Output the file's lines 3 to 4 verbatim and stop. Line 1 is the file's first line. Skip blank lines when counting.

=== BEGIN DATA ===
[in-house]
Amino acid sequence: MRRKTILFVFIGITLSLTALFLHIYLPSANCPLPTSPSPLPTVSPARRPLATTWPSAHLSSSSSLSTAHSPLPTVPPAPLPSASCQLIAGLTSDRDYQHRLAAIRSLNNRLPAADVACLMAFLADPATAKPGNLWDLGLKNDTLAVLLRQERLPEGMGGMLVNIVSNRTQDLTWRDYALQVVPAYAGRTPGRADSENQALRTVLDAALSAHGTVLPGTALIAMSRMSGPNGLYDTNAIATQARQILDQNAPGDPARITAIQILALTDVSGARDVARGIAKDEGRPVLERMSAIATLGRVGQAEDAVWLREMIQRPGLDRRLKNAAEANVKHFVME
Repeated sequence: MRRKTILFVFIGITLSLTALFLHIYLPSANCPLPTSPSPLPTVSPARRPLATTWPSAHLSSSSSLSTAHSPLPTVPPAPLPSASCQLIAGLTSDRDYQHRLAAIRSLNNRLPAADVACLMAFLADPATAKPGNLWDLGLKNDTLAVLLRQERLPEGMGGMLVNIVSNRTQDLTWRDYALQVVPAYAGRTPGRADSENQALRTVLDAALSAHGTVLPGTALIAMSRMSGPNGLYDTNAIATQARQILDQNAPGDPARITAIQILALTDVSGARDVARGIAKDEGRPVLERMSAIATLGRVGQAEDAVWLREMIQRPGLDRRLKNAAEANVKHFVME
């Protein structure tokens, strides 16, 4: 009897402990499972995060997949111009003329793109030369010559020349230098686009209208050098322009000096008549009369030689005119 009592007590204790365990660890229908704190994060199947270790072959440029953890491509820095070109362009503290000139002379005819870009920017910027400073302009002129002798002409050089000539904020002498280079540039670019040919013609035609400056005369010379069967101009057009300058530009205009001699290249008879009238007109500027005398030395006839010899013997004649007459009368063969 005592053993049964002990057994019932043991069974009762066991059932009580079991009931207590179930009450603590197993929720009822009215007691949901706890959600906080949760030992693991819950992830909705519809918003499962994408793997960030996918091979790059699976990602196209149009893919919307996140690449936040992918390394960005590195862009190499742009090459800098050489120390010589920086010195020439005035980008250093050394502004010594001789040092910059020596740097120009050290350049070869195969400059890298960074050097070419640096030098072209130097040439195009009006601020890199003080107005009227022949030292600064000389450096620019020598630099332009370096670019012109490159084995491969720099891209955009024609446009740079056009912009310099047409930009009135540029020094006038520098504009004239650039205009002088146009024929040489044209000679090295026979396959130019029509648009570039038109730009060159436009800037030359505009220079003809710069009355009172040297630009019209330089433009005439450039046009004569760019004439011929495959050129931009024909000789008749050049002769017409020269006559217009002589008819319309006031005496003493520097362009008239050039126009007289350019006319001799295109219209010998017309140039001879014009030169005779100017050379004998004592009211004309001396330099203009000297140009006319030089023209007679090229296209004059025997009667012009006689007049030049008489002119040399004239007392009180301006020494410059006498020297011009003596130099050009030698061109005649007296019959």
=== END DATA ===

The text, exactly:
Repeated sequence: MRRKTILFVFIGITLSLTALFLHIYLPSANCPLPTSPSPLPTVSPARRPLATTWPSAHLSSSSSLSTAHSPLPTVPPAPLPSASCQLIAGLTSDRDYQHRLAAIRSLNNRLPAADVACLMAFLADPATAKPGNLWDLGLKNDTLAVLLRQERLPEGMGGMLVNIVSNRTQDLTWRDYALQVVPAYAGRTPGRADSENQALRTVLDAALSAHGTVLPGTALIAMSRMSGPNGLYDTNAIATQARQILDQNAPGDPARITAIQILALTDVSGARDVARGIAKDEGRPVLERMSAIATLGRVGQAEDAVWLREMIQRPGLDRRLKNAAEANVKHFVME
């Protein structure tokens, strides 16, 4: 009897402990499972995060997949111009003329793109030369010559020349230098686009209208050098322009000096008549009369030689005119 009592007590204790365990660890229908704190994060199947270790072959440029953890491509820095070109362009503290000139002379005819870009920017910027400073302009002129002798002409050089000539904020002498280079540039670019040919013609035609400056005369010379069967101009057009300058530009205009001699290249008879009238007109500027005398030395006839010899013997004649007459009368063969 005592053993049964002990057994019932043991069974009762066991059932009580079991009931207590179930009450603590197993929720009822009215007691949901706890959600906080949760030992693991819950992830909705519809918003499962994408793997960030996918091979790059699976990602196209149009893919919307996140690449936040992918390394960005590195862009190499742009090459800098050489120390010589920086010195020439005035980008250093050394502004010594001789040092910059020596740097120009050290350049070869195969400059890298960074050097070419640096030098072209130097040439195009009006601020890199003080107005009227022949030292600064000389450096620019020598630099332009370096670019012109490159084995491969720099891209955009024609446009740079056009912009310099047409930009009135540029020094006038520098504009004239650039205009002088146009024929040489044209000679090295026979396959130019029509648009570039038109730009060159436009800037030359505009220079003809710069009355009172040297630009019209330089433009005439450039046009004569760019004439011929495959050129931009024909000789008749050049002769017409020269006559217009002589008819319309006031005496003493520097362009008239050039126009007289350019006319001799295109219209010998017309140039001879014009030169005779100017050379004998004592009211004309001396330099203009000297140009006319030089023209007679090229296209004059025997009667012009006689007049030049008489002119040399004239007392009180301006020494410059006498020297011009003596130099050009030698061109005649007296019959």